Conference Opener Calls for Change, Compassion, Innovation
Bold calls to changemakers, building the capacity of nonprofits, and a vision for the future where one’s status is based more on earned reputation than credit rating – the opening day of the 2016 Conference on Volunteering and Service served up a robust slate of speakers, workshops, and a plenary session that found Lonnie Ali, Muhammad Ali’s widow, telling the rapt audience, “The soul of a nation is measured by the goodness of its people.”
“Imagine if our status in life was determined by how we live on this planet and how we interact with others,” said Points of Light CEO Tracy Hoover at the opening plenary. “We’re working toward a world where our ideas and innovations connect us and build trust within and across our communities.”
“We come together to build and lead a more powerful, more vibrant volunteer sector,” said Points of Light Chair Neil Bush, opening the Conference of 3,000 attendees and introducing co-title sponsors JPMorgan Chase and UPS.
Honorary Conference Chair David Abney, CEO of UPS, put the spotlight on stories of the fleet of UPS volunteers who are successfully driving the company to its goal of 20 million volunteer hours. Wendy Spencer, CEO of the Corporation for National and Community Service, announced that AmeriCorps' 1 millionth member is on the near horizon.
Those huge numbers reflect, in sum, the individual power of leaders such as Brittany Packnett, executive director of Teach for America, St. Louis. "Charity is temporary, solidarity is sustainable," Packnett said in an impassioned speech on what the end goals of service should be. Lonnie Ali introduced Veronika Scott, founder of The Empowerment Plan and recipient of both an Ali Foundation Award and a Daily Point of Light Award. Scott’s program hires homeless single parents to make and distribute coats – 15,000 to date. “Homelessness isn't a life sentence,” said Scott, “It should be a moment in time.”
Michael Smith, special assistant to the President and senior director of Cabinet affairs for My Brother's Keeper at the White House, led a panel who shared a range of experience working with opportunity youth: Tonya Allen of the Skillman Foundation, Dr. Truman Hudson of the Social Innovation Institute, Dhani Jones, a former NFL linebacker and Feeding America's entertainment council, and Lorraine Jones, a minister in Britain recognized with a UK Daily Point of Light award.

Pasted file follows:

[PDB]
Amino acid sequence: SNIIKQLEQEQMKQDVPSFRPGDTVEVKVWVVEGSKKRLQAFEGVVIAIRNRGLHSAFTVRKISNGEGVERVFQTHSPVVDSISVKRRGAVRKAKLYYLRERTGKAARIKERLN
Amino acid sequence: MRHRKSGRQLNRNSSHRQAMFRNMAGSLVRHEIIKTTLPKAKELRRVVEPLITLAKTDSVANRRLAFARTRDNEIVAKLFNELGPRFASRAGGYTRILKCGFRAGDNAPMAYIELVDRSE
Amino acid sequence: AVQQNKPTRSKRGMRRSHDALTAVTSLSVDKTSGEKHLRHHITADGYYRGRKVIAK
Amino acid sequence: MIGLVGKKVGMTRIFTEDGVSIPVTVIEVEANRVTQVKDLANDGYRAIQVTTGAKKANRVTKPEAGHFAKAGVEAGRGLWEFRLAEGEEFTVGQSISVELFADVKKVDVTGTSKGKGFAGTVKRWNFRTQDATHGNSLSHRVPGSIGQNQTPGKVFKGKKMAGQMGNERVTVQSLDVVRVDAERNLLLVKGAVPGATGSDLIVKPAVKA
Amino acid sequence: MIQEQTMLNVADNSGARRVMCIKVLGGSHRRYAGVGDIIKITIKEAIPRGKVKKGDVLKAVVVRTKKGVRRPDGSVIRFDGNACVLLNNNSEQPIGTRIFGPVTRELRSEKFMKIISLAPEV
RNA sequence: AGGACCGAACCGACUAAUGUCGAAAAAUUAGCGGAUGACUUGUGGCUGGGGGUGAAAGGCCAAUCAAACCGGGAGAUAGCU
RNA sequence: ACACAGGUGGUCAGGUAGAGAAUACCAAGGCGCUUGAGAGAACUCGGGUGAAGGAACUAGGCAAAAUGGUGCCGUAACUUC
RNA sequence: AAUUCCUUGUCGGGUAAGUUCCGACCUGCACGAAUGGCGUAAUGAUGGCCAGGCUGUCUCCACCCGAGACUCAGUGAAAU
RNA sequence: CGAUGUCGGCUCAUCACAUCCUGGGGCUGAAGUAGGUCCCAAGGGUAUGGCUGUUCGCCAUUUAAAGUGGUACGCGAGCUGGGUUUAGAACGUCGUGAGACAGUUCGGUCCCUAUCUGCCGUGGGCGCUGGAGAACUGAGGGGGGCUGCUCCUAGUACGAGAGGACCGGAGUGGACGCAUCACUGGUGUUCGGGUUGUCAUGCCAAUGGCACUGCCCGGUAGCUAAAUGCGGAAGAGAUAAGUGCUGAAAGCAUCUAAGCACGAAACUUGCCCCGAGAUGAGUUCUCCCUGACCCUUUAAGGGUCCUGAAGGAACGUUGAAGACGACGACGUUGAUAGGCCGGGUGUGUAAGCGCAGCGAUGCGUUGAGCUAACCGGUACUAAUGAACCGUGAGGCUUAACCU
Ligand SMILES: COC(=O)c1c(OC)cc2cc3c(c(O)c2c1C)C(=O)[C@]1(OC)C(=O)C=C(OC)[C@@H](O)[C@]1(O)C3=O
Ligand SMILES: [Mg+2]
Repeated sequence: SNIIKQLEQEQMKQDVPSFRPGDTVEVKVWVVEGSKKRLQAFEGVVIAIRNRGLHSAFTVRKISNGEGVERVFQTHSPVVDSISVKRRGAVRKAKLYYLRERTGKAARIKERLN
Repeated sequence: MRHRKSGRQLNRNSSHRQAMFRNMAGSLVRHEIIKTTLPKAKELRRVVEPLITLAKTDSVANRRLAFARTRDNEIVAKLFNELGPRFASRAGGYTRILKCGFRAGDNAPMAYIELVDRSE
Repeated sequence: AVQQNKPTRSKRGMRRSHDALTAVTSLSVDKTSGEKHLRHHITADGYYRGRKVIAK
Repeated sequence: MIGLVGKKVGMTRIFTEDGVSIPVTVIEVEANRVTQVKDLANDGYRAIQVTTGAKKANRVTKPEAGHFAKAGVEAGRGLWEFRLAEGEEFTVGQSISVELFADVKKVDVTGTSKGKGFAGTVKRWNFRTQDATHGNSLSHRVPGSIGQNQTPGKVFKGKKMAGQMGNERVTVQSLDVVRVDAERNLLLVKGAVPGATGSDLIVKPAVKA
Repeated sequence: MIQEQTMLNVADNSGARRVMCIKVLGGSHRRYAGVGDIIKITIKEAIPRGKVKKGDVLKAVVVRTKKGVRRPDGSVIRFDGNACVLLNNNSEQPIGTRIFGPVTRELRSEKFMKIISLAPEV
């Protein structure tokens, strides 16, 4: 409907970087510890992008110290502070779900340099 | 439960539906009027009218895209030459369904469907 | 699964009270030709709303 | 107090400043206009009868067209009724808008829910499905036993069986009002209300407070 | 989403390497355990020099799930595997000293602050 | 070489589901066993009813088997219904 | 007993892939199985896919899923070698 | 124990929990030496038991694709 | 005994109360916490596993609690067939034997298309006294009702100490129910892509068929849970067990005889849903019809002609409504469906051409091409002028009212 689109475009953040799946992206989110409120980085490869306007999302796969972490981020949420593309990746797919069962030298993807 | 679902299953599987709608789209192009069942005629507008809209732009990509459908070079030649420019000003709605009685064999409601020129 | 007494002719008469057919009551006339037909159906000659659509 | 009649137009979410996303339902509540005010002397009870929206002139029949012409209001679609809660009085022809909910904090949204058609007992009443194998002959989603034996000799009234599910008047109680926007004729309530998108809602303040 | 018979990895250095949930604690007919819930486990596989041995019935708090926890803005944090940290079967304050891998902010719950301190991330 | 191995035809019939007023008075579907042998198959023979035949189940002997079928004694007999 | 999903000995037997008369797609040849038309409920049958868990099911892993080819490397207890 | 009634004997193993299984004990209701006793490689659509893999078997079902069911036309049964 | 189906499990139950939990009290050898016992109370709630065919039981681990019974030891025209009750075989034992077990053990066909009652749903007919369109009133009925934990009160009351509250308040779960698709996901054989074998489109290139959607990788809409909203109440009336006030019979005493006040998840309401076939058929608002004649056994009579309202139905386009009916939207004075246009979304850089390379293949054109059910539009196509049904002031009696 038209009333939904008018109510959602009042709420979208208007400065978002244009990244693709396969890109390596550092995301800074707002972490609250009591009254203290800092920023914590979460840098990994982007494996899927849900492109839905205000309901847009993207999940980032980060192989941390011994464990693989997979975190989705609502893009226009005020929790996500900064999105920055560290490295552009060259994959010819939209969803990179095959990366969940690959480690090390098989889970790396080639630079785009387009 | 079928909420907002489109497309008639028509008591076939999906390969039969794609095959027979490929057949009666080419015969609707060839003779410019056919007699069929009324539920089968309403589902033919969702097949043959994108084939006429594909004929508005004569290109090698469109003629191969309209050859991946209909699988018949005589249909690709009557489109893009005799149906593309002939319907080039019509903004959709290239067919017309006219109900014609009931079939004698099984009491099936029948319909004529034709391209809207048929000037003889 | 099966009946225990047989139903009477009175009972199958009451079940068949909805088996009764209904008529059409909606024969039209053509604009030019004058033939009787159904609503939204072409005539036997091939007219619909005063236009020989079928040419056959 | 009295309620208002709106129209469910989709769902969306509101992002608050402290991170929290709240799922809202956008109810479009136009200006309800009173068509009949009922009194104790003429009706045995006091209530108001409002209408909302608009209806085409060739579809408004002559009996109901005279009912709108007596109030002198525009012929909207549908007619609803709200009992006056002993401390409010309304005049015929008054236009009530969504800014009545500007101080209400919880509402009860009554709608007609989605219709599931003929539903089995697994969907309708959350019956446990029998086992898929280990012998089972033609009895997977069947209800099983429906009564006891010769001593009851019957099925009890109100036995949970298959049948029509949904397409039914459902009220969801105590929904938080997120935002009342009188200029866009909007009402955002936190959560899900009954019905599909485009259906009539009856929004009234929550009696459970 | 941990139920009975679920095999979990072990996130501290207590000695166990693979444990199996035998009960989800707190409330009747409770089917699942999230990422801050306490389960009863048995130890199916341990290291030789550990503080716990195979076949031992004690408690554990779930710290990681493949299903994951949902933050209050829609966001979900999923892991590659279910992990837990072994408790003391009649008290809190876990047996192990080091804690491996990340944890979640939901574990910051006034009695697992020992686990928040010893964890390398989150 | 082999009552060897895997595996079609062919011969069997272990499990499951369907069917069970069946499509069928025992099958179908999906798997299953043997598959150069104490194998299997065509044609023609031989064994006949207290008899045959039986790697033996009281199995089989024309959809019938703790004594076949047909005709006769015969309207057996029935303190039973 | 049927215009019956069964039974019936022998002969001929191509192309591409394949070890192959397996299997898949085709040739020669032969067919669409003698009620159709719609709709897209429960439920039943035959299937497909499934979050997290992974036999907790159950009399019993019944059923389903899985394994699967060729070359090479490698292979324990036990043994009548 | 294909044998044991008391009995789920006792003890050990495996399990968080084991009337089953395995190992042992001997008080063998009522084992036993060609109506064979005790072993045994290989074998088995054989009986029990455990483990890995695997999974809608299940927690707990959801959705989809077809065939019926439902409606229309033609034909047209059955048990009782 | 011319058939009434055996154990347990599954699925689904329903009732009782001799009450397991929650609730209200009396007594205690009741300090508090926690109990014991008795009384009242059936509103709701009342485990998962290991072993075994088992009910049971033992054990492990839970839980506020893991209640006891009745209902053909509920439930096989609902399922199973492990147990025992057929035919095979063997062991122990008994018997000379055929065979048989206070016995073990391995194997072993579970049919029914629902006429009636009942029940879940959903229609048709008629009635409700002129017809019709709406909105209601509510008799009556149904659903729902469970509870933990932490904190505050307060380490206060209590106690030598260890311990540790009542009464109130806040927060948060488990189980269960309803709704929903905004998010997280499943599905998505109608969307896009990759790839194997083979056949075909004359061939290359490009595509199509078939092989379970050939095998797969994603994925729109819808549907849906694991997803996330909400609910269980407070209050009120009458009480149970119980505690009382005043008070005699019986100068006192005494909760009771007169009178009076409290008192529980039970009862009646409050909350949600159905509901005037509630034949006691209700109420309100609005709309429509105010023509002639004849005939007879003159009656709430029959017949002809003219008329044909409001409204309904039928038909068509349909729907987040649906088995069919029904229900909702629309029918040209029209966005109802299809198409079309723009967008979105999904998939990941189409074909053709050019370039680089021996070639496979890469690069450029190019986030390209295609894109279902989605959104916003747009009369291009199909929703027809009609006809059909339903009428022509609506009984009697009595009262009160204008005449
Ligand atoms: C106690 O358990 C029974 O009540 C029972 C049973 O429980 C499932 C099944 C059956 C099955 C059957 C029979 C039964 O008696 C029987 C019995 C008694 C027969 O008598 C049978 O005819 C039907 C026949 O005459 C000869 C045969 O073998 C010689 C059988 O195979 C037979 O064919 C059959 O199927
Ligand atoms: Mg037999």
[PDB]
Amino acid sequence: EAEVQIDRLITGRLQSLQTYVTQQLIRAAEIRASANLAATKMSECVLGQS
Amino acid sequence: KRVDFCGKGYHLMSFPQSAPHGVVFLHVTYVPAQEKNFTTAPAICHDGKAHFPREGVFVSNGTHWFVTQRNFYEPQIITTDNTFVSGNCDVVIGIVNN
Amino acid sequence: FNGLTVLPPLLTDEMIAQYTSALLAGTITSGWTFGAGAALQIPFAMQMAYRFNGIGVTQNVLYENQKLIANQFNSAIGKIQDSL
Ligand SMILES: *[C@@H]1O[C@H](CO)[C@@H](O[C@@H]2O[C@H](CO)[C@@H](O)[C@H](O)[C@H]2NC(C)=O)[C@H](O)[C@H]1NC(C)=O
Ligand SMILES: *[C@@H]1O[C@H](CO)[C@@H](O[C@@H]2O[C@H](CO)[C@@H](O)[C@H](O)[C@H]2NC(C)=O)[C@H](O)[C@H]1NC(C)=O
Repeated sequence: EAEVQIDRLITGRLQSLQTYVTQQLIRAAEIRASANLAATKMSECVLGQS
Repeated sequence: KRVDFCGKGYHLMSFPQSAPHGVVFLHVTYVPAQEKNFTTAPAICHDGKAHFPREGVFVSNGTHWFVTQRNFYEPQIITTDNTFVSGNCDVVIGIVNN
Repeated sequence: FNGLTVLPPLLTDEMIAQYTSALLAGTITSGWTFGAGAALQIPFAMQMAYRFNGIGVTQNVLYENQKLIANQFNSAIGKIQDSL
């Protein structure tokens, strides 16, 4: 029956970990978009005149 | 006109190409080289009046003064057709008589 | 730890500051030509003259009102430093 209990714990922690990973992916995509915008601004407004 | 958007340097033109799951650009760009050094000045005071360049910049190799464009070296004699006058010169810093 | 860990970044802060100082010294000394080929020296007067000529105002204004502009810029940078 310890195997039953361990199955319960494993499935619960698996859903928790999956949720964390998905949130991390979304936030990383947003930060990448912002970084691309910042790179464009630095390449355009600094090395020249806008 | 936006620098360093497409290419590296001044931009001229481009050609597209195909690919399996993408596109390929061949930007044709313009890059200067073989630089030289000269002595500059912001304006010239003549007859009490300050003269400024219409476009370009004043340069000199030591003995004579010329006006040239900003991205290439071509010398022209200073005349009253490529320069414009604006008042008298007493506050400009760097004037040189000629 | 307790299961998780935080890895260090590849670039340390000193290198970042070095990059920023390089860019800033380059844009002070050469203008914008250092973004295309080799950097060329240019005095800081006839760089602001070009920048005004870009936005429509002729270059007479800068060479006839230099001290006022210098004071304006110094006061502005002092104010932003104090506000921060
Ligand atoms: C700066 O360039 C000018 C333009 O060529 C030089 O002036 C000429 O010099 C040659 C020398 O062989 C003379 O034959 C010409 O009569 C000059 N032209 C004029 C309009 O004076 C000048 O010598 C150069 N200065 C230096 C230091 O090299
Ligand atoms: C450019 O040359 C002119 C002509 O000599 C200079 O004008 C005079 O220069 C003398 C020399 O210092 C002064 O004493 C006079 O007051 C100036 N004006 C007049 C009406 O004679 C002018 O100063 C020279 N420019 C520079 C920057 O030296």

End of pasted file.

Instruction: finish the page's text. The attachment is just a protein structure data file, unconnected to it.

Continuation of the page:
The first day of the Conference began with more than 700 volunteer managers, executive directors and nonprofit staff from 537 organizations across 19 countries convening on Monday morning at the Volunteer Mobilization session sponsored by JPMorgan Chase. Donna Murray-Brown, president, Michigan Nonprofit Association, engaged the crowd around volunteer mobilization. “Each of you makes change in your communities,” Neil Bush told attendees, “and together we can change the world." Volunteer managers at all levels learned about innovations and best practices in volunteer mobilization from Dafna Michaelson Jenet, author of It Takes a Little Crazy to Make a Difference; Dana Litwin, volunteer programs administrator, Open Space Authority of Santa Clara Valley; Gary Bagley, executive director, New York Cares; and Elana Sullivan, president, National MS Society, Michigan Chapter. JPMorgan Chase, sponsor of the Capacity Building Track, also hosted a luncheon for 200 nonprofit, corporate and government employees who are helping increase NGOs' effectiveness in recruiting and retaining skills-based volunteers.